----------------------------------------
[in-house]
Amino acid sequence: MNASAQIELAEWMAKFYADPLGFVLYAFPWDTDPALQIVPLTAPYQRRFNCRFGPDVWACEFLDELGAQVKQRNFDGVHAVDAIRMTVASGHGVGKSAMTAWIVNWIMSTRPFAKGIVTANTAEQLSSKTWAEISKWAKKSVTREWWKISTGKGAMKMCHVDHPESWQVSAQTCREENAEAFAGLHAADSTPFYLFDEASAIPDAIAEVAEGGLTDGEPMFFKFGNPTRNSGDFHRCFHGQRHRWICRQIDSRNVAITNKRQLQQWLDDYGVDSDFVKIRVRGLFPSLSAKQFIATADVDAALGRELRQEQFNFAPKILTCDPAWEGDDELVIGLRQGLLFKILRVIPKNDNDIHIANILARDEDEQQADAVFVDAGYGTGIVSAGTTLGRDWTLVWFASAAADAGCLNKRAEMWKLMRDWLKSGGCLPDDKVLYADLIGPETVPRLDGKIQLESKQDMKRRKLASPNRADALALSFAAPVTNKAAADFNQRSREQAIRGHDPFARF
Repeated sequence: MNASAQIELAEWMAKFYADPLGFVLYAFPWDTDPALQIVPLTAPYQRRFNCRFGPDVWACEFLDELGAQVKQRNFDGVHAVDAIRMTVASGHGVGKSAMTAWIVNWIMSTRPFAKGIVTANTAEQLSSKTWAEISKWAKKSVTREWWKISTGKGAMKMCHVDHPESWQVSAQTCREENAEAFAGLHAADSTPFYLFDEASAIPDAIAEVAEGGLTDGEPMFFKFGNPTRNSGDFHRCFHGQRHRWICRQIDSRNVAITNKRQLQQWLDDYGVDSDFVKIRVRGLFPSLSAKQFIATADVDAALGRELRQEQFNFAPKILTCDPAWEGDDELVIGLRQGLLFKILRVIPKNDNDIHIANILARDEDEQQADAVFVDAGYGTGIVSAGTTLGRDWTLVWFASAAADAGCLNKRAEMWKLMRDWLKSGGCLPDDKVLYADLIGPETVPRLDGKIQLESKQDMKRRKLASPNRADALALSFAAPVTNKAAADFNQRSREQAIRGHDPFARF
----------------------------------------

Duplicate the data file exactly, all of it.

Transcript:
[in-house]
Amino acid sequence: MNASAQIELAEWMAKFYADPLGFVLYAFPWDTDPALQIVPLTAPYQRRFNCRFGPDVWACEFLDELGAQVKQRNFDGVHAVDAIRMTVASGHGVGKSAMTAWIVNWIMSTRPFAKGIVTANTAEQLSSKTWAEISKWAKKSVTREWWKISTGKGAMKMCHVDHPESWQVSAQTCREENAEAFAGLHAADSTPFYLFDEASAIPDAIAEVAEGGLTDGEPMFFKFGNPTRNSGDFHRCFHGQRHRWICRQIDSRNVAITNKRQLQQWLDDYGVDSDFVKIRVRGLFPSLSAKQFIATADVDAALGRELRQEQFNFAPKILTCDPAWEGDDELVIGLRQGLLFKILRVIPKNDNDIHIANILARDEDEQQADAVFVDAGYGTGIVSAGTTLGRDWTLVWFASAAADAGCLNKRAEMWKLMRDWLKSGGCLPDDKVLYADLIGPETVPRLDGKIQLESKQDMKRRKLASPNRADALALSFAAPVTNKAAADFNQRSREQAIRGHDPFARF
Repeated sequence: MNASAQIELAEWMAKFYADPLGFVLYAFPWDTDPALQIVPLTAPYQRRFNCRFGPDVWACEFLDELGAQVKQRNFDGVHAVDAIRMTVASGHGVGKSAMTAWIVNWIMSTRPFAKGIVTANTAEQLSSKTWAEISKWAKKSVTREWWKISTGKGAMKMCHVDHPESWQVSAQTCREENAEAFAGLHAADSTPFYLFDEASAIPDAIAEVAEGGLTDGEPMFFKFGNPTRNSGDFHRCFHGQRHRWICRQIDSRNVAITNKRQLQQWLDDYGVDSDFVKIRVRGLFPSLSAKQFIATADVDAALGRELRQEQFNFAPKILTCDPAWEGDDELVIGLRQGLLFKILRVIPKNDNDIHIANILARDEDEQQADAVFVDAGYGTGIVSAGTTLGRDWTLVWFASAAADAGCLNKRAEMWKLMRDWLKSGGCLPDDKVLYADLIGPETVPRLDGKIQLESKQDMKRRKLASPNRADALALSFAAPVTNKAAADFNQRSREQAIRGHDPFARF